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Radial G is fast, beautiful and shows mastery of virtual reality design

Radial G places a magnetic craft on a tube that snakes around a futuristic cityscape, and the effect is remarkable. You move to the left or right as the world screams by your canopy, trying to hit the green nodes that increase your speed while avoiding the red areas that slow you down.

The demo only supports one player, but the full version of the game will offer multiplayer modes and weapons, as well as a track editor.

Radial G is the sort of reflex-testing racing game we don’t often see in the modern market, and it’s made even more remarkable due to virtual reality. The game has been built from the ground up to be played in a virtual reality headset, and I found myself splitting my attention between the track right in front of me and the great world, trying to see where I was heading next and planning my next move while I played using the Oculus Rift.

It’s the sort of experience that should make players sick, especially in virtual reality, but the game is easy on your stomach and eyes. That wasn’t an easy task.

This is what they do

Tammeka Games is a five-person team, with a history of big-name game development and experience in high-end simulations, is currently raising money to finish the game on Kickstarter.

The project is led by Geoff Cullen, who worked on a checklist of often-under-appreciated racing games, from Extreme-G to Revolt, Pure, and Split/Second. David Lyne is the lead developer, and he brings 20 plus years of experience working in full-flight sims and virtual reality.

"The Tammeka team has a long pedigree of working with racing games and serious, high-grade VR, so the combination of the two was a natural progression, not a random chance," Sam Watts, the game's producer, explained.

I’ve played the single-player demo a few dozen times since it was released, marveling at the simplicity of the core gameplay, the comfort level of the virtual reality, and the sense of being inside the game.

These are things players take for granted when they’re done well in virtual reality, but player comfort and level design when the pilot can look anywhere and see anything at a given time, inside a craft that’s hurtling forward at amazing speeds, doesn’t happen with a high level of design and careful planning.

It begins with the fact that you’re sitting down in the game, matching your body’s natural sitting position when playing wearing a virtual reality headset. It may seem simple, but this harmony between in-game and real-world body removes a large amount of dissonance from the jump; anyone designing a game in VR where you have to walk, or run and jump, introduces a number of challenges in keeping the player comfortable. The best experiences allow you to sit down in a cockpit or enclosure of some kind.

"The ship is placed close to the track, providing the necessary grounded feeling for VR," Watts further explained, ticking off the way the game is designed. "The track itself provides a constant medium within the world for the player to concentrate and focus on, much like a horizon but it remains in place in front and stable. The world horizon is far off meaning the player has no relative guide as to what is up or down and when things are inverted."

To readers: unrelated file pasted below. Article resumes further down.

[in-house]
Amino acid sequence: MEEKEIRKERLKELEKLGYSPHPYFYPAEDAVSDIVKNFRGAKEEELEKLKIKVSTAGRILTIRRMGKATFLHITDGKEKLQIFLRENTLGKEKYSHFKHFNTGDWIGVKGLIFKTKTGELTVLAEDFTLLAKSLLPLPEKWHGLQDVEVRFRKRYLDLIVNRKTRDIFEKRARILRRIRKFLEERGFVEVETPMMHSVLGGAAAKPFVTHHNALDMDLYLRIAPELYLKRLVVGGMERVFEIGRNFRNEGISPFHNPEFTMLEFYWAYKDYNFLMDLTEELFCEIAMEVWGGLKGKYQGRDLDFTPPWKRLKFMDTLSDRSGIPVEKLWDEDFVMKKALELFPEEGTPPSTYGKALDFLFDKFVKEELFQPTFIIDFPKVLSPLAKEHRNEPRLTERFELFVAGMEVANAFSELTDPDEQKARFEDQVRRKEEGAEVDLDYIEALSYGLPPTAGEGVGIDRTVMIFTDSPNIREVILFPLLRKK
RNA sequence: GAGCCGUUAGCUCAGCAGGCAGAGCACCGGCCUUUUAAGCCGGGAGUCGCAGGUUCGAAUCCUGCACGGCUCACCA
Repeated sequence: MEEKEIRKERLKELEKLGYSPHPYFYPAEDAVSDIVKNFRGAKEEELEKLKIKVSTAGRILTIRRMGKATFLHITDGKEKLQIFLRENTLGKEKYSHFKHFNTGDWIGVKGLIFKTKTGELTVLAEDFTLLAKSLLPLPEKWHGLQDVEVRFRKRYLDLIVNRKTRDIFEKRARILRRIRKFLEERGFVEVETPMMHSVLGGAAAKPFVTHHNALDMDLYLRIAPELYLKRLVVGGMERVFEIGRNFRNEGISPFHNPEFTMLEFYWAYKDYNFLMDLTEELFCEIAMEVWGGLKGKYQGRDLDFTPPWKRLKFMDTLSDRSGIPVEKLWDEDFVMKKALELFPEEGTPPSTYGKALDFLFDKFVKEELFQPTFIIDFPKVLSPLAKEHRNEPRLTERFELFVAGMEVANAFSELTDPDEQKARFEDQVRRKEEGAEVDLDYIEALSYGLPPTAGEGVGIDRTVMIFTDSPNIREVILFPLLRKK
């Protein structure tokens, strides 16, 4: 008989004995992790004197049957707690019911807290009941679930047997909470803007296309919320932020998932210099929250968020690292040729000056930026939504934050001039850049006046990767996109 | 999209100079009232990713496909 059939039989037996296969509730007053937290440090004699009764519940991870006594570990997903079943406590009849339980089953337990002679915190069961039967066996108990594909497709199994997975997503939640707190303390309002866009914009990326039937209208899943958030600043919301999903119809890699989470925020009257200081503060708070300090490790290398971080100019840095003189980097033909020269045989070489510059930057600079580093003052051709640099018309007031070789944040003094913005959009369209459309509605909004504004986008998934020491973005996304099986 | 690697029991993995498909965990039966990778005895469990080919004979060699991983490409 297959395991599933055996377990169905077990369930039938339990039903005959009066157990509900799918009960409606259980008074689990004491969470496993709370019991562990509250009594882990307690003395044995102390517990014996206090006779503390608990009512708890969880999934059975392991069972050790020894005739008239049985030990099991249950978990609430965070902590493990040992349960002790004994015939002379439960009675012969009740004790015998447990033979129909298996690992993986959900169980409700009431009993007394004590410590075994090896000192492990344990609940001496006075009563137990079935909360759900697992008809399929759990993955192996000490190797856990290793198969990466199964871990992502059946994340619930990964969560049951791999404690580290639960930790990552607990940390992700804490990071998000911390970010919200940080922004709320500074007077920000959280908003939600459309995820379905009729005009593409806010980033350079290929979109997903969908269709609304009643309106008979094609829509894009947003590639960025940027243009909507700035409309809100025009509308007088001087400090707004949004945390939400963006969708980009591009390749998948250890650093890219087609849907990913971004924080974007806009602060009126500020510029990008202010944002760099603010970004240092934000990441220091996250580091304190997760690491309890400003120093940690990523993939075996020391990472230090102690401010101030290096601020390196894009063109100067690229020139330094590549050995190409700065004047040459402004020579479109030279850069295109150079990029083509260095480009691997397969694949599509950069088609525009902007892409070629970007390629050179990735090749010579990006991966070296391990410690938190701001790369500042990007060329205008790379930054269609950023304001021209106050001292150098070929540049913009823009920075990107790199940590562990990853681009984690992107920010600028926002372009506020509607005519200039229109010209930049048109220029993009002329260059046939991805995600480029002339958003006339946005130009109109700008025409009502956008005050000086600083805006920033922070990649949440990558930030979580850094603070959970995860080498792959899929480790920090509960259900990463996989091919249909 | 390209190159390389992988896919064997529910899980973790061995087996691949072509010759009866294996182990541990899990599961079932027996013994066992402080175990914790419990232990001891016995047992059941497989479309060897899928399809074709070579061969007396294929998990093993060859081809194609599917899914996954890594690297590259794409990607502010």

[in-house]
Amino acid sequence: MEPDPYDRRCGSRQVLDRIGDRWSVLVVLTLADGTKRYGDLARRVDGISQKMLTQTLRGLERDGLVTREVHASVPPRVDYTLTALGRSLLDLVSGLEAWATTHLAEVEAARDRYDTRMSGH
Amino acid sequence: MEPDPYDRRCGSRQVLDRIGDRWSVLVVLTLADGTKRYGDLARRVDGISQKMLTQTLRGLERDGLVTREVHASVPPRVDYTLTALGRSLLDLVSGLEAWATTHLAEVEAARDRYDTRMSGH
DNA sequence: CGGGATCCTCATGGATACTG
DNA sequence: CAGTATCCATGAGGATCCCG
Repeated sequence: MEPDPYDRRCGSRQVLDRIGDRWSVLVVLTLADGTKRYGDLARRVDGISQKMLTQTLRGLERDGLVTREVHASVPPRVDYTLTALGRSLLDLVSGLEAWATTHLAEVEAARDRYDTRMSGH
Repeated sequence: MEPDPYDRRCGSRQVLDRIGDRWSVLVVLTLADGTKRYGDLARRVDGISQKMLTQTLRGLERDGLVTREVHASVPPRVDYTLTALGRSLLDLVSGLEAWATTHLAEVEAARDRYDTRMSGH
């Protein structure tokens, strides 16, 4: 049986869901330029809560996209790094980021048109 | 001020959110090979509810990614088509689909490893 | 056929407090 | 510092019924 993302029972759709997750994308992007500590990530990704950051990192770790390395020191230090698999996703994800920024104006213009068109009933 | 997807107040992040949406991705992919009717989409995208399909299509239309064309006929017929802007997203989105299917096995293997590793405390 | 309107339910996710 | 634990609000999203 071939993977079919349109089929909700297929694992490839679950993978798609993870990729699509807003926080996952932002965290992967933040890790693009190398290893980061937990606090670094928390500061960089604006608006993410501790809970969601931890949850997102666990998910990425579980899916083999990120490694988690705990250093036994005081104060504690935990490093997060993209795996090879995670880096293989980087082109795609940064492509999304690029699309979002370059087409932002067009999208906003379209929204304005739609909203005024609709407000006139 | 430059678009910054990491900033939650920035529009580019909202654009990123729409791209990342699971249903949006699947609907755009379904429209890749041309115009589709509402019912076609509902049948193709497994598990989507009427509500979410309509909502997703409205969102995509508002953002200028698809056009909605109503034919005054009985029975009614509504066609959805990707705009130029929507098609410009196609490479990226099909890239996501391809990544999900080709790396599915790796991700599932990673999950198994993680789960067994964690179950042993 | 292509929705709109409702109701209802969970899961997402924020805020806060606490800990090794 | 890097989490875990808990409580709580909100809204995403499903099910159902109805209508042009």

There is no ground plane to invert, in fact. The game takes place on a tube that flies in the sky. These things are obvious once you understand the thoughts behind them and you return to the game, but during play you just know things look and feel great as you play.

There is a green or red effect that happens on the glass of your cockpit whenever you hit a boost or the red pads that lower your speed. This places a momentary distraction in the foreground, which masks the shift in speed and allows your mind to get used to the change. The ship’s UI and all the information the player needs is shown on the ship, in a way that makes sense. There is little evidence you’re in a game, everything is incorporated into the world in a way that makes sense and feels real.

There is no ground plane to invert

They were also careful to give the player enough time to get used to being inside their world. "We give the player the control of when to start the lap so they have as much time as they want or need to adjust and acclimatise once they first get placed in the cockpit," Watts explained.

"They can look around and experience the VR depth for the first time, get used to the planes of reference and take in the game world rather than being forcing into a 3, 2, 1, greenlight and begin before they are ready to do so,"  he continued.

What's next?

The game already has the interest of the virtual reality community, but VR Kickstarters can be tricky. There is no way to buy a commercially-available headset right now, and the next-generation Oculus Rift development kit is scheduled to start shipping later this month.

"It’s difficult to message that it works on normal monitors as well, obviously we’ve tried to include as many screenshots and as many details as possible," Watts said. "But when we say it’s a PC game that supports Oculus, everyone thinks it just supports Oculus."

Shuhei Yoshida, the president of the Worldwide Studios for Sony, was also shown the game at a recent meeting, and the team has begun discussing the possibility of a version for Project Morpheus. The demo is available now for anyone to try, with or without an Oculus Rift headset.

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